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Devoted Helston couple died six weeks apart
9:00am Tuesday 4th March 2014 in News
The funeral of a Helston couple who died within six weeks of each other have taken place at Treswithian Crematorium, Camborne, with family friend Martin Matthews officiating.
William (Bill) Bernard Lawson, aged 89, and his wife, June Elizabeth, aged 86, had been married for almost 65 years. Bill was born in Liverpool in 1924, the only boy with three older sisters. He left school at 14, becoming an apprentice diesel fitter for a public bus corporation, Although in a reserved occupation, he decided to join the Royal Engineers during the final years of the war, and accompanied convoys crossing the Gulf, providing engineering support for the vehicles.
June was born into the Collinson family in Liverpool in 1927. Her father, Thomas Henry Collinson, accepted the King’s shilling and fought right through World War I. June left school to take up a position in a furrier’s shop, then accepted the offer of an office position in the famous Liver Buildings. However, before she was able to start, this part of the building was utilised by the military and the job fell through. She did, however, find a job at Crosville.
During World War II, Liverpool was bombed heavily and it was during one attack on the docks that a German bomber, on returning to Germany, discharged its surplus bombs, destroying a small close, including June’s family home. Fortunately, a Anderson shelter in the garden protected her and her family, but a neighbour’s three-year-old child was sadly killed.
After the war, Bill returned to Liverpool and went to live with his sister, Lily, owing to the death of their mother. He returned to work in Crosville where he met June and fell in love. He gave her some clothing coupons in exchange for a date, she agreed, and from then on they were seldom apart.
They married in 1949, see picture, and lived most of their life in Liverpool. Their only child, Patricia, was born in 1950. Not long after their daughter's birth they began to holiday in Cornwall travelling down in an Austin A4 car. They loved Cornwall and never missed a holiday up until they moved down to live.
Bill retired from Crosville after almost 40 years of service and he found great fulfilment working in a college, often with disadvantaged students. June went on to have a series of clerical jobs and was fortunate to work with the earliest computers, which she said were the size of rooms!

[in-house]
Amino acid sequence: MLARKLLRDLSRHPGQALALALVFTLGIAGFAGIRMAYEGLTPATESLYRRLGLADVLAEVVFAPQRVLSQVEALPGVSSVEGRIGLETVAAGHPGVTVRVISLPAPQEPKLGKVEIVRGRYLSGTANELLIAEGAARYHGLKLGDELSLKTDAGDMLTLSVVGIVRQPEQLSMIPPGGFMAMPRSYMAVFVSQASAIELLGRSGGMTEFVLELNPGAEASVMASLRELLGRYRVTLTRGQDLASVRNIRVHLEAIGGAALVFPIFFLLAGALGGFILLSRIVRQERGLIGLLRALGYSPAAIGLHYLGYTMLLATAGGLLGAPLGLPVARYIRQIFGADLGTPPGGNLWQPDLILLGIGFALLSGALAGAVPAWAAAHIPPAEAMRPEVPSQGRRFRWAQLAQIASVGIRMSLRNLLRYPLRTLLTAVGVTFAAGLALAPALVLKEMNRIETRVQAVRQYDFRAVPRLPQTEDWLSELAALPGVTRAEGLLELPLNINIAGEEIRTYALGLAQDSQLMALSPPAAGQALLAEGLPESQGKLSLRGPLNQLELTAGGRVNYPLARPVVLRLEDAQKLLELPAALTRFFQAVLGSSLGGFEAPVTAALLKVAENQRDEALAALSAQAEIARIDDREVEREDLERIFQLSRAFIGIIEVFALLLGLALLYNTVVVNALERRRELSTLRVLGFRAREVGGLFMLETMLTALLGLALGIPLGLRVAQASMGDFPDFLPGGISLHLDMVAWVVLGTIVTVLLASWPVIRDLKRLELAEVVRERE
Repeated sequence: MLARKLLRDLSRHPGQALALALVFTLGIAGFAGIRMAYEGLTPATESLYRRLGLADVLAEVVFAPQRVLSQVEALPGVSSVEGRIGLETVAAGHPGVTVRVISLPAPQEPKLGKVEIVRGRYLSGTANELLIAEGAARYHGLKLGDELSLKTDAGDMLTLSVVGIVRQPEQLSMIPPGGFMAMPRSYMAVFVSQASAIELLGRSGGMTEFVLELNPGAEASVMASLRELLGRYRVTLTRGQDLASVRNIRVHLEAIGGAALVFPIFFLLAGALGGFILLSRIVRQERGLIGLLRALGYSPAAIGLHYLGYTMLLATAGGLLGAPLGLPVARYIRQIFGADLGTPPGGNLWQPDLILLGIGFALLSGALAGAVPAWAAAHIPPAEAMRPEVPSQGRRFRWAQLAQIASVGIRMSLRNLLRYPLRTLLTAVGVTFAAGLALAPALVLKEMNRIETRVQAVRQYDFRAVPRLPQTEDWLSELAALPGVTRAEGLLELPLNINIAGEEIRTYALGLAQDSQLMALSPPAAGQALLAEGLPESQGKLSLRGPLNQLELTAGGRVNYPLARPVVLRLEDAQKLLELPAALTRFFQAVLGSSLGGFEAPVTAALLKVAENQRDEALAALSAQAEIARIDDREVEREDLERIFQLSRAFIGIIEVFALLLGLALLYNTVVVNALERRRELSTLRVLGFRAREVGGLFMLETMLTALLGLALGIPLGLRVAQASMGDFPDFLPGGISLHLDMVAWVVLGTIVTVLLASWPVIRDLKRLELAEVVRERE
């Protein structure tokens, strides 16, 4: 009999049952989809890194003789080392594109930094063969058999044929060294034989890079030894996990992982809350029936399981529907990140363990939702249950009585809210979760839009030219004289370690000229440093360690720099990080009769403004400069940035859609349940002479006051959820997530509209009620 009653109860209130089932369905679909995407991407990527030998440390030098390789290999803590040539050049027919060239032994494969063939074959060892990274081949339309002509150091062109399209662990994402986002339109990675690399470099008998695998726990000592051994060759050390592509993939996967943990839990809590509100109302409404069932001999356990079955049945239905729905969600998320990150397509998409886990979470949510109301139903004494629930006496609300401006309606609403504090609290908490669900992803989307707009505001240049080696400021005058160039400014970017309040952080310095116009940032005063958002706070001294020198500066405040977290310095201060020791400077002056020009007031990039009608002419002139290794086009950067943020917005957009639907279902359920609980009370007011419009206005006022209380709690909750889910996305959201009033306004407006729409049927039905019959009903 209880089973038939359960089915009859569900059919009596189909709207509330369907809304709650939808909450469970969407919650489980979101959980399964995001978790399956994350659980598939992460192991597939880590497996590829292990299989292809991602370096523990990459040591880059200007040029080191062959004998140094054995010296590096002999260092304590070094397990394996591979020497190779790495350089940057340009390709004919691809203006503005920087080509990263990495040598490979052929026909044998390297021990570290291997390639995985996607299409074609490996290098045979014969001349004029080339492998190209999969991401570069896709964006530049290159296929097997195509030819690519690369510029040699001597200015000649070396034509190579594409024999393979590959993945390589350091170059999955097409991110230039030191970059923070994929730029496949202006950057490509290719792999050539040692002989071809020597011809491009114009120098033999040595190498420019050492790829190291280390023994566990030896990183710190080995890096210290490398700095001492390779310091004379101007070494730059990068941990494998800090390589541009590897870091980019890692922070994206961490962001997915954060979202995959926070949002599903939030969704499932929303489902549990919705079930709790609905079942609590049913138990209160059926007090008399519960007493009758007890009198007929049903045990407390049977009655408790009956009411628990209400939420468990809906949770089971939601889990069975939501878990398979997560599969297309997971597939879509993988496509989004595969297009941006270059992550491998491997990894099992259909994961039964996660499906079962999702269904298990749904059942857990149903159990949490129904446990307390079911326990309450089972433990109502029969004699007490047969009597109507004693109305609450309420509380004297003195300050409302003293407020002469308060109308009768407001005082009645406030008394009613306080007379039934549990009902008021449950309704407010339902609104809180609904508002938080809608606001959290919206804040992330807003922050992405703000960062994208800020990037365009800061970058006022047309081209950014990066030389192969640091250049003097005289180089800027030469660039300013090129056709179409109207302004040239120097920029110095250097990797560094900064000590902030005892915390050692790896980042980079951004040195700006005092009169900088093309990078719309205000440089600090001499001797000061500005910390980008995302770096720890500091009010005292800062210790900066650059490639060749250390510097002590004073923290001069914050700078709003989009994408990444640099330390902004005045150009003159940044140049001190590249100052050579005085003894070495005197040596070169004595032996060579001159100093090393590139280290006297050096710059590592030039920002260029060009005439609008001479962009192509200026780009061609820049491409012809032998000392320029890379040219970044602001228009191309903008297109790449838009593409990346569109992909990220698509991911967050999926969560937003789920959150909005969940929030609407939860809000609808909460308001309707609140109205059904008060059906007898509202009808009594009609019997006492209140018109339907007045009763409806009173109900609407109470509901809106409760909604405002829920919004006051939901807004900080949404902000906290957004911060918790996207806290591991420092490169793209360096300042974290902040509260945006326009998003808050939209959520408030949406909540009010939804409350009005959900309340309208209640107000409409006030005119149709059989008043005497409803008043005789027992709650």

June also retired, spending most of her time gardening, sewing, reading and cooking. She also spent lots of time caring for her two grandsons, Stuart and Michael.
It was in the 1980s that the couple moved to Cornwall, first living in Redruth, followed by a move up to Prestatyn in Wales. They made several returns to Cornwall, but on their final return to Prestatyn Bill had a severe heart attack. Following a period of convalescence, they decided to move back to Cornwall where they remained until their deaths.
They visited their favourite places frequently until the onset of June’s illness two years ago.
They very much enjoyed meeting up with their great-grandchildren Anastasia, Ella, James, Sophia and Tiana.
Bill and June had many friends, the closest being Joyce and Fred whom they knew for almost 70 years.
They also made many friends in Cornwall, and June was often to be seen chatting to friends in Helston. Bill also remained in close contact with his nieces and nephews, and they both treasured return visits to Liverpool. While Bill was a practical man, he loved involving himself in political debates. They were both ardent supporters of Liverpool Football Club.
Family mourners: Mr and Mrs D Hosking, daughter and son-in-law; Messrs S Donnington and M Donnington, grandsons; Jeanette and John Higham, Pauline and Ian Wilton, Ian Collinson, cousins.
Funeral director: F E Strike & Sons (Porthleven)
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